The First Series of Light Science Essays met with a success so far beyond my expectations, that I should have found in that circumstance alone a reason for adding the present volume to the series. But I have also felt a wish to publish these essays because they contain facts collected at the cost of much labour and carefully discussed,useful, therefore, I trust, to others as well as to myself, when thus gathered into a volume.
Those who have read my former series of essays, viz., ' Light Science, Series I.,' 'The Orbs around Us,' and 'Essays on Astronomy,' will perceive that even when I treat here of subjects already dealt with by me elsewhere, I have been careful to avoid the repetition of any statements, except those few without which a subject would be incomplete. For instance, it will not be easy to find in my two papers on comets in ' The Orbs around Us,' statements or reasoning repeated in the two papers on comets in the present volume.
However, for the most part, the papers in this series are distinct in subject as well as in treatment from any of my essays which have formerly appeared.
I invite special attention to the second essay on the Transit of Venus. The time is drawing near when it will be too late to take action to extend and render complete and satisfactory our preparations for this important phenomenon - the most important, I venture to assert, of all the astronomical phenomena of the present century. Without imputing blame to any person, I must dwell strongly on the fact that the share proposed to be taken by Great Britain in the observations of the transit, is unworthy of her position in the scientific world, and as a nation. There is great risk that, for want of an adequate number of southern stations, the whole series of observations by all countries engaged in the work will result in failure; and it appears to me -nay, more positively-it certainly is a deplorable circumstance, that while Russia and America are providing for more than thirty northern stations, whereof sixteen are Halleyan, Great Britain will supply but three southern stations, of which only one chances to be Halleyan as well as Delislean; while even as respects this one station, Mr. Goschen has told the country, speaking in his place in Parliament, that either Halley's method 'will not be applied at all, or at least very little reliance will be placed upon it.' Yet at sixteen northern stations, some of them most difficult of occupation, Russia and America will apply this very method; while even the criterion devised to minimise the value of the method, leaves it superior, when applied at the stations I have indicated, to De-lisle's, as applied at selected stations.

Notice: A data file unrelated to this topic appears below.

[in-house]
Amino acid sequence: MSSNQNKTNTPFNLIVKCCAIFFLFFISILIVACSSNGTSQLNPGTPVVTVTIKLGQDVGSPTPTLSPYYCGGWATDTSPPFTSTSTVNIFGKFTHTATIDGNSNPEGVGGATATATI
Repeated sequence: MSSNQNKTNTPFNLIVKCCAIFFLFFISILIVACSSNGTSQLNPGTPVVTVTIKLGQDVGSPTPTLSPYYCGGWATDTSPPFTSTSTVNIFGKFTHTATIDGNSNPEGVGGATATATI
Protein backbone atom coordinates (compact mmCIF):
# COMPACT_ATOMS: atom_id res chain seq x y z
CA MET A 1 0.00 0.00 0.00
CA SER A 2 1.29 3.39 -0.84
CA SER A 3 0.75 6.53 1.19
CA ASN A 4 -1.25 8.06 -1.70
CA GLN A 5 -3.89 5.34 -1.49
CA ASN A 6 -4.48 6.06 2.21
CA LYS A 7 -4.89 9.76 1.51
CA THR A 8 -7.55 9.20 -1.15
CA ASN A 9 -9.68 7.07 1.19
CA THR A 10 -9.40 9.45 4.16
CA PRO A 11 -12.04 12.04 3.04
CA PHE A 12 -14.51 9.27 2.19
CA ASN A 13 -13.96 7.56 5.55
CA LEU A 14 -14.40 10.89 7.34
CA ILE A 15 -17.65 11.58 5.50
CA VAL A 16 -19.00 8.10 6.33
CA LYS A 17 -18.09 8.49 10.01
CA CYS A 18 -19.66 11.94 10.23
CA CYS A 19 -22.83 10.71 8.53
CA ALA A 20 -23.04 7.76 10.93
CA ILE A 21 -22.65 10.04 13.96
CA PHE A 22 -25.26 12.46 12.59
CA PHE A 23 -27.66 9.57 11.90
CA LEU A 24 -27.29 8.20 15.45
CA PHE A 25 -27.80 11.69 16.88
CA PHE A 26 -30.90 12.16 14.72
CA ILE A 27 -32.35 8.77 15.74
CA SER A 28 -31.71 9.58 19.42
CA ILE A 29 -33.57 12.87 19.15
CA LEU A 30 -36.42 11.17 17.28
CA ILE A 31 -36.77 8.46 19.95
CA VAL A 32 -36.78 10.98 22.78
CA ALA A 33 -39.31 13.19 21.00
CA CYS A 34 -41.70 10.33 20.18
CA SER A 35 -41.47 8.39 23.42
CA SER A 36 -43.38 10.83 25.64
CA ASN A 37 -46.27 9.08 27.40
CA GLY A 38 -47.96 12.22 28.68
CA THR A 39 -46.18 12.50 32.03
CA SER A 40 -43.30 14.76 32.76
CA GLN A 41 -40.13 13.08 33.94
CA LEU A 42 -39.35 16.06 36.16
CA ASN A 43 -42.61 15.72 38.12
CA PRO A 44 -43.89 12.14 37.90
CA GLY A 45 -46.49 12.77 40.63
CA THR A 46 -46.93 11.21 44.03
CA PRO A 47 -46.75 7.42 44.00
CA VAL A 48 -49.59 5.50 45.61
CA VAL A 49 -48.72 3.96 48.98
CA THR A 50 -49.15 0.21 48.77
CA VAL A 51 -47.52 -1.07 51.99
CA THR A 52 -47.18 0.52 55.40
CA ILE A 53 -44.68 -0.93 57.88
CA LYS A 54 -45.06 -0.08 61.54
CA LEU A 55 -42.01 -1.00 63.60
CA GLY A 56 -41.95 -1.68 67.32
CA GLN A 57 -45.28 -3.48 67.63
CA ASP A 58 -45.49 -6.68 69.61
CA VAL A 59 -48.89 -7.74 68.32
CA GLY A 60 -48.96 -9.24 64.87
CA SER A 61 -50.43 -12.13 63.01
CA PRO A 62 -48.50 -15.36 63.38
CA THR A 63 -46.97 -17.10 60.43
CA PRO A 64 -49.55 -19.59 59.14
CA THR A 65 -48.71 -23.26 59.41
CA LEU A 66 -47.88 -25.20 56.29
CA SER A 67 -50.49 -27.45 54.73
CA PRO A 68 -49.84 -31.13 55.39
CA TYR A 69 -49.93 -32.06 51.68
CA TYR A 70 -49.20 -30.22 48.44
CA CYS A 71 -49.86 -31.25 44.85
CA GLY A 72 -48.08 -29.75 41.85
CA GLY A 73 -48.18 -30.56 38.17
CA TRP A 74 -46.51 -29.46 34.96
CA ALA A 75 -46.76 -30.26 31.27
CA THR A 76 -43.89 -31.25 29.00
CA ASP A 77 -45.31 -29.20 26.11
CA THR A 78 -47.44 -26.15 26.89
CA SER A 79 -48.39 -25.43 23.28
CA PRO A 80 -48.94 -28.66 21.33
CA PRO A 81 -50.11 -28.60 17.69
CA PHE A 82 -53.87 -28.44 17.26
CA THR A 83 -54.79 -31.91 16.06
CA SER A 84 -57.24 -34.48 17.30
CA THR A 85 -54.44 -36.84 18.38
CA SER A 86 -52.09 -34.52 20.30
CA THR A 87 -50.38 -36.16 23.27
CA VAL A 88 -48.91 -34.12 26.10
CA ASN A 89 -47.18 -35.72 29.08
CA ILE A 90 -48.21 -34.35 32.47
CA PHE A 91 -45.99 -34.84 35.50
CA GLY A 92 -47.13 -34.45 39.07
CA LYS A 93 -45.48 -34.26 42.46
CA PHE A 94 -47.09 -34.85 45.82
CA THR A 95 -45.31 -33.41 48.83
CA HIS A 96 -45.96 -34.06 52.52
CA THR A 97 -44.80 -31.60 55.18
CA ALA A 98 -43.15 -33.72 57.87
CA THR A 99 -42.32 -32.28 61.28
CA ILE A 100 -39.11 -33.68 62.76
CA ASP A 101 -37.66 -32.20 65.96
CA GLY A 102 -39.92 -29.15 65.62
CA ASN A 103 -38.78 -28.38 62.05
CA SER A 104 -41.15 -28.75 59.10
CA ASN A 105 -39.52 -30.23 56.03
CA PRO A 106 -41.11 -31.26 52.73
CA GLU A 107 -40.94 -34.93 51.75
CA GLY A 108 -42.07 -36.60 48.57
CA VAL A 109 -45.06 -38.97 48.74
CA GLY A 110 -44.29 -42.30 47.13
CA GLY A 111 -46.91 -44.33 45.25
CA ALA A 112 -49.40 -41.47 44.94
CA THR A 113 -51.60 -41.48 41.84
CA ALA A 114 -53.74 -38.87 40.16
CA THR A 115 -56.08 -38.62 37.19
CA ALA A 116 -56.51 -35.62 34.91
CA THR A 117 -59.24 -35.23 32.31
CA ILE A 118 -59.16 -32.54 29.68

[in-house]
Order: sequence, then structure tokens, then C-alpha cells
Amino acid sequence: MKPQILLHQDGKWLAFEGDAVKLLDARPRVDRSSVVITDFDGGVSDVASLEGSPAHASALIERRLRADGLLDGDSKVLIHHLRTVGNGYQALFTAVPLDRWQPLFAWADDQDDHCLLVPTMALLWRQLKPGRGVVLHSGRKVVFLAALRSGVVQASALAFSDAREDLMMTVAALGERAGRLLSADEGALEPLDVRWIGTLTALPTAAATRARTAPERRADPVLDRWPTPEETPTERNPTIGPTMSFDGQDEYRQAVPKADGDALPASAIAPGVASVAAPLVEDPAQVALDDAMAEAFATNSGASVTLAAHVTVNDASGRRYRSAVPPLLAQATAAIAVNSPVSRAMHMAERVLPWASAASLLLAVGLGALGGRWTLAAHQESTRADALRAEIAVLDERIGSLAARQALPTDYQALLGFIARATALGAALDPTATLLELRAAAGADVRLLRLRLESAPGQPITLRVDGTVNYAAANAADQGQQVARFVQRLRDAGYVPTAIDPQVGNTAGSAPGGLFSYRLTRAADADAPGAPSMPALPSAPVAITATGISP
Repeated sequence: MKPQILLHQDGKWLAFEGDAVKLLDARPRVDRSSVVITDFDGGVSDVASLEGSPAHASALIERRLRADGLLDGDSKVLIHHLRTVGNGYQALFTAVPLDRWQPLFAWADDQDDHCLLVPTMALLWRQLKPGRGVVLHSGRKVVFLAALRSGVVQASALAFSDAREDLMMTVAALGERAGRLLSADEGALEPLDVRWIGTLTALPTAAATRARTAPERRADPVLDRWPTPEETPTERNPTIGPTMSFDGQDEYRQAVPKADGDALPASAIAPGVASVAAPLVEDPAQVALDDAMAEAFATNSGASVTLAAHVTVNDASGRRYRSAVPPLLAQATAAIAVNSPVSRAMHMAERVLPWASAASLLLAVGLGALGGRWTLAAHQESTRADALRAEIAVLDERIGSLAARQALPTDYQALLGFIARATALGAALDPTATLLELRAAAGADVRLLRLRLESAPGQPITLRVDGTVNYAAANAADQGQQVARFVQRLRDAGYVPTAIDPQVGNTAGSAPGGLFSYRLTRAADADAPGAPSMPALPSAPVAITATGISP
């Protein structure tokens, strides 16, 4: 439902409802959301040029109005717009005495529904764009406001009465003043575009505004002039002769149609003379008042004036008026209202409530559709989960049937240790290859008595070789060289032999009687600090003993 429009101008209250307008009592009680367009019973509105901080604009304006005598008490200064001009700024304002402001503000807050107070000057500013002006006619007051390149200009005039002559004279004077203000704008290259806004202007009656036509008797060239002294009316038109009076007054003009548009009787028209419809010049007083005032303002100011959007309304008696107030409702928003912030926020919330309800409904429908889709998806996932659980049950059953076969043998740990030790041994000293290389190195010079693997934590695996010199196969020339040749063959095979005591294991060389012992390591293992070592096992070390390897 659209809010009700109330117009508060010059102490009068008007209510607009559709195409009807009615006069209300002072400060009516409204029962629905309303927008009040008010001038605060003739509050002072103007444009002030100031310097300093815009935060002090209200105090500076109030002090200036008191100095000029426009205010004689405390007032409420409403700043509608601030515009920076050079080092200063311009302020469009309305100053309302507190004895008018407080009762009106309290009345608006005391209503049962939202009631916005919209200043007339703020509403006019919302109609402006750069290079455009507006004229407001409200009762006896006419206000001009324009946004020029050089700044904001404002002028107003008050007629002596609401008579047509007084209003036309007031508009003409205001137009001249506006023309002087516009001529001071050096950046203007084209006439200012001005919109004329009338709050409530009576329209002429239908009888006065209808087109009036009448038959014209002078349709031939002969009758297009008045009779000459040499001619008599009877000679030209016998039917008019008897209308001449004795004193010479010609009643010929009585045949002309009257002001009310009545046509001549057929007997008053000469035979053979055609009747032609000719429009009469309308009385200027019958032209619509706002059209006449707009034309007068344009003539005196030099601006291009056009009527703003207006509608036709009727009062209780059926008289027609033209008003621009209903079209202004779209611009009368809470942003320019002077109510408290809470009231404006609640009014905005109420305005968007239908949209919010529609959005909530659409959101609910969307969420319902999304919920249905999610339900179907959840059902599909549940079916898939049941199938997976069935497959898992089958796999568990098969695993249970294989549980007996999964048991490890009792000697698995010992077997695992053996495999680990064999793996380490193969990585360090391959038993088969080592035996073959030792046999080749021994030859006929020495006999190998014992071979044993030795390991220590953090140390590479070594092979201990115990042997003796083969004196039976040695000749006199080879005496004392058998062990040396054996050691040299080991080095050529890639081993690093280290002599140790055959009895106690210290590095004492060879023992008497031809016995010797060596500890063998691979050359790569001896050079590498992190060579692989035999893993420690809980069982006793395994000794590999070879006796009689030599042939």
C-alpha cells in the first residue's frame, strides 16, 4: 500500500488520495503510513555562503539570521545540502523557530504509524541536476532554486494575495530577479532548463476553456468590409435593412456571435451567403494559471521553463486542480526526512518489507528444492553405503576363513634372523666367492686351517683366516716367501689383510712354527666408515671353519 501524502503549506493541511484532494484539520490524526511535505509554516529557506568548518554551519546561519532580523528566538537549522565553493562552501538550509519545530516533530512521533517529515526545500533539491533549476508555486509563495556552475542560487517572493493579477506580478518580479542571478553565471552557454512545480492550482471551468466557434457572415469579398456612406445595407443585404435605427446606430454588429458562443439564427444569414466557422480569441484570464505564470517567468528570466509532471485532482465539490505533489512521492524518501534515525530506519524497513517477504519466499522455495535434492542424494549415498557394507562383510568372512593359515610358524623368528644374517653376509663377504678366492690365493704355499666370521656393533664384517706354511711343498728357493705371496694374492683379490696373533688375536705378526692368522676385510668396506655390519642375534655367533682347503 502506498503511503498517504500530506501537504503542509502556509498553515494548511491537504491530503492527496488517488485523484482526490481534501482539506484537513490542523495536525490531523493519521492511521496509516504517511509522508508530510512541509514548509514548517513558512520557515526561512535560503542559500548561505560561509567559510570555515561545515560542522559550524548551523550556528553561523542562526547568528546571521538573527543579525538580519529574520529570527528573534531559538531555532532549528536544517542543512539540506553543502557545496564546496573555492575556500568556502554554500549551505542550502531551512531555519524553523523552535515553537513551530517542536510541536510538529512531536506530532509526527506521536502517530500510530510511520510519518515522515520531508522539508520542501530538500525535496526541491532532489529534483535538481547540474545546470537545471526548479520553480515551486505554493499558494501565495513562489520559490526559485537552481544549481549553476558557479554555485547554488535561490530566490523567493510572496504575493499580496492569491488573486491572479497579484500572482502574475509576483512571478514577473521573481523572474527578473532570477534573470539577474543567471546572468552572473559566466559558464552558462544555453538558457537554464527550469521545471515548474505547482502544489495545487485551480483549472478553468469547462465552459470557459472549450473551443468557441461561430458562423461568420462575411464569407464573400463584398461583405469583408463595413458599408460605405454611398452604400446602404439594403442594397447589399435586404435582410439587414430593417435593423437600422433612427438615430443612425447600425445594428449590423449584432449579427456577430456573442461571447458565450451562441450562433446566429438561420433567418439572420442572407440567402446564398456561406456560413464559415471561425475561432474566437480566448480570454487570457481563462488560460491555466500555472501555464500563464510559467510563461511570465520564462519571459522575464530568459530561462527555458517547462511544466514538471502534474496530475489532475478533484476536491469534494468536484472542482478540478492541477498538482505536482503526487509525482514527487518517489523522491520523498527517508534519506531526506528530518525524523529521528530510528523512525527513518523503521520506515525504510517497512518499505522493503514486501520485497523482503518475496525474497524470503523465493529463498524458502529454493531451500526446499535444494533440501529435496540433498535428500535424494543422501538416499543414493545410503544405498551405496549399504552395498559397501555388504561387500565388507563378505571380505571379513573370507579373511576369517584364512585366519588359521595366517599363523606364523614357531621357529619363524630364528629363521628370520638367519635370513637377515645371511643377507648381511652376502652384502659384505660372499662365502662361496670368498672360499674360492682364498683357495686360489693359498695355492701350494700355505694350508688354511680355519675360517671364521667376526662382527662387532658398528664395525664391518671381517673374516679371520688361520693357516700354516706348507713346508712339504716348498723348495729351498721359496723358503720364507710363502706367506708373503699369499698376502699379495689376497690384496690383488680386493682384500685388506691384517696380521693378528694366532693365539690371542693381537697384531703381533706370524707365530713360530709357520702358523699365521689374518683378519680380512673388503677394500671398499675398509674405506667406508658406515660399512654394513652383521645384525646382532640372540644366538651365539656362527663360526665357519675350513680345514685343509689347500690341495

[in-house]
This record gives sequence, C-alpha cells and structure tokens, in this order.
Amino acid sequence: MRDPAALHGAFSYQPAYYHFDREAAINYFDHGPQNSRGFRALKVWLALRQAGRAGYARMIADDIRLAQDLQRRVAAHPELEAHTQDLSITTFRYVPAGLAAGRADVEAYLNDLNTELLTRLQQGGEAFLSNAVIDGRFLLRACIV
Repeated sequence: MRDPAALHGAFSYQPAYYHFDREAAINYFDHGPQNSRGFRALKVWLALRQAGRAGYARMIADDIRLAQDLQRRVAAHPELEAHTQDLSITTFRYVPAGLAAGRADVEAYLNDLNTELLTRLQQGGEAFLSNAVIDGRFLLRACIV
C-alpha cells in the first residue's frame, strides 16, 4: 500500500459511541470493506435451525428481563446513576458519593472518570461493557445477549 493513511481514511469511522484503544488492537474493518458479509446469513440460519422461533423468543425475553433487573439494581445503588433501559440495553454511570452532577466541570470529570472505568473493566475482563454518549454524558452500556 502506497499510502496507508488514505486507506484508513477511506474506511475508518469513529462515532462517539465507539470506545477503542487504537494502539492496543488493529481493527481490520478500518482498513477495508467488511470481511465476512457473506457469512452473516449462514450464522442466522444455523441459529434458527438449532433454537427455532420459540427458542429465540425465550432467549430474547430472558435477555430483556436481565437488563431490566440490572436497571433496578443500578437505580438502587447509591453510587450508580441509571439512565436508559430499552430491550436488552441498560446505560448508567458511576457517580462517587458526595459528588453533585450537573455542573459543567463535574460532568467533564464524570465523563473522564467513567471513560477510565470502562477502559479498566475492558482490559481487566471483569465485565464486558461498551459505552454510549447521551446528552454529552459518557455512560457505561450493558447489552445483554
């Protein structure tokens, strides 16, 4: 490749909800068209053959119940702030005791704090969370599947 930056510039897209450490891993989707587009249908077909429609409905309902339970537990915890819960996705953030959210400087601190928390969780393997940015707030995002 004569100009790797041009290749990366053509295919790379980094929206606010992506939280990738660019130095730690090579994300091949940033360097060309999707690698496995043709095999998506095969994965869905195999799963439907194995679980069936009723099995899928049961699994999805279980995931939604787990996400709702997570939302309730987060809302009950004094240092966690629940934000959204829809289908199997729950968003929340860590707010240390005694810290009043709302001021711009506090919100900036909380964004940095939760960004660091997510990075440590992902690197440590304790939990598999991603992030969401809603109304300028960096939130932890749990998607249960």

I appeal to all who have influence in these matters to examine the evidence for themselves (whether as presented here, or with charts in my Essays in Astronomy, or in recent numbers of the Monthly Notices of the Astronomical Society), and to form their own judgment as to the position of affairs. That is all I ask, since I am satisfied that that will be altogether sufficient to suggest the promptest and most energetic action.*
Richd. A. Proctor.
London: May 1873.
* Since this was written I have received letters from the greatest master of mathematical astronomy this country has produced since Newton's day, strongly confirming my views as to the extreme importance of providing many southern stations for applying Halley's method in 1874, and urging me, moreover, to appeal to America to take part in this special work, for which she is peculiarly fitted, because of the bravery and enterprise of her seamen, the skill and ingenuity of her astronomers and physicists, and her singular liberality as a nation in all scientific matters.